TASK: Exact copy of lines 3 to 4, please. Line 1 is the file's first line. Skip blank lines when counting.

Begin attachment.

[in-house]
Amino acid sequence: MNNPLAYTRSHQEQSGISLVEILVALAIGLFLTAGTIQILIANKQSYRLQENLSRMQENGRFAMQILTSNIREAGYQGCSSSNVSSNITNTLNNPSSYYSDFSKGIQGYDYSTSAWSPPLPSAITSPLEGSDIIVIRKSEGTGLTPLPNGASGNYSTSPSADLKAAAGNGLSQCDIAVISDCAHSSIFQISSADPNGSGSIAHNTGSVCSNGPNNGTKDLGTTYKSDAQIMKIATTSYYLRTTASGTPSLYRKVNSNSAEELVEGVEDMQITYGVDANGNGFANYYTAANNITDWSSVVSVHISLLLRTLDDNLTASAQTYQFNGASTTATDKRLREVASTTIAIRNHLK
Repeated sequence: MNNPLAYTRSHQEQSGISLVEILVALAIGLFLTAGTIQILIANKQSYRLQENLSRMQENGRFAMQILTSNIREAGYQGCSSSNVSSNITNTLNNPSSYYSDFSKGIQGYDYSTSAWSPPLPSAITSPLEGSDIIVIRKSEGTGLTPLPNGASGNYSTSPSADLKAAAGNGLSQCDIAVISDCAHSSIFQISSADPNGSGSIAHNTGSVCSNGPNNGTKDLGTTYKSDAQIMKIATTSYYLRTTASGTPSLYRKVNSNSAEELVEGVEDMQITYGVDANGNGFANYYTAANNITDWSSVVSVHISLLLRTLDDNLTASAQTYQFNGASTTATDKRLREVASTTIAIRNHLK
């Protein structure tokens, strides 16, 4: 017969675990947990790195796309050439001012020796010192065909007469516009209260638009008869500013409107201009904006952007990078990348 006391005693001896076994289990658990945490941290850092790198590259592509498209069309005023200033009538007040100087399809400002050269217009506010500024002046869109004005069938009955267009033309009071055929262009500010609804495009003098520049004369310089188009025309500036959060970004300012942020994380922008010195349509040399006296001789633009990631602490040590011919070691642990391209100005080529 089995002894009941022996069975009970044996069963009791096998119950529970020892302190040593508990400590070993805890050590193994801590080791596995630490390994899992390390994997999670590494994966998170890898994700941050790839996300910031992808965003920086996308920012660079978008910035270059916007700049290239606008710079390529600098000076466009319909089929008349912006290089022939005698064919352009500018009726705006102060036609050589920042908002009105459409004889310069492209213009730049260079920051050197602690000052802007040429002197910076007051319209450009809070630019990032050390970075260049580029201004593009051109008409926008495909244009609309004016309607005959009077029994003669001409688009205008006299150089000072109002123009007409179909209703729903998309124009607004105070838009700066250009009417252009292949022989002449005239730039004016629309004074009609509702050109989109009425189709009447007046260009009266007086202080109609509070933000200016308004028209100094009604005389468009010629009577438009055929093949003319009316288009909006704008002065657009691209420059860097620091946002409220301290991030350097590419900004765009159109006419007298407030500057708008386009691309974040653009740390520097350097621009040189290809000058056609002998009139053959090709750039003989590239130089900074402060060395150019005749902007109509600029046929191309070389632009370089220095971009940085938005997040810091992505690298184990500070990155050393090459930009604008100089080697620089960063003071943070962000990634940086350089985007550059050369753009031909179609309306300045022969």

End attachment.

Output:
Repeated sequence: MNNPLAYTRSHQEQSGISLVEILVALAIGLFLTAGTIQILIANKQSYRLQENLSRMQENGRFAMQILTSNIREAGYQGCSSSNVSSNITNTLNNPSSYYSDFSKGIQGYDYSTSAWSPPLPSAITSPLEGSDIIVIRKSEGTGLTPLPNGASGNYSTSPSADLKAAAGNGLSQCDIAVISDCAHSSIFQISSADPNGSGSIAHNTGSVCSNGPNNGTKDLGTTYKSDAQIMKIATTSYYLRTTASGTPSLYRKVNSNSAEELVEGVEDMQITYGVDANGNGFANYYTAANNITDWSSVVSVHISLLLRTLDDNLTASAQTYQFNGASTTATDKRLREVASTTIAIRNHLK
């Protein structure tokens, strides 16, 4: 017969675990947990790195796309050439001012020796010192065909007469516009209260638009008869500013409107201009904006952007990078990348 006391005693001896076994289990658990945490941290850092790198590259592509498209069309005023200033009538007040100087399809400002050269217009506010500024002046869109004005069938009955267009033309009071055929262009500010609804495009003098520049004369310089188009025309500036959060970004300012942020994380922008010195349509040399006296001789633009990631602490040590011919070691642990391209100005080529 089995002894009941022996069975009970044996069963009791096998119950529970020892302190040593508990400590070993805890050590193994801590080791596995630490390994899992390390994997999670590494994966998170890898994700941050790839996300910031992808965003920086996308920012660079978008910035270059916007700049290239606008710079390529600098000076466009319909089929008349912006290089022939005698064919352009500018009726705006102060036609050589920042908002009105459409004889310069492209213009730049260079920051050197602690000052802007040429002197910076007051319209450009809070630019990032050390970075260049580029201004593009051109008409926008495909244009609309004016309607005959009077029994003669001409688009205008006299150089000072109002123009007409179909209703729903998309124009607004105070838009700066250009009417252009292949022989002449005239730039004016629309004074009609509702050109989109009425189709009447007046260009009266007086202080109609509070933000200016308004028209100094009604005389468009010629009577438009055929093949003319009316288009909006704008002065657009691209420059860097620091946002409220301290991030350097590419900004765009159109006419007298407030500057708008386009691309974040653009740390520097350097621009040189290809000058056609002998009139053959090709750039003989590239130089900074402060060395150019005749902007109509600029046929191309070389632009370089220095971009940085938005997040810091992505690298184990500070990155050393090459930009604008100089080697620089960063003071943070962000990634940086350089985007550059050369753009031909179609309306300045022969």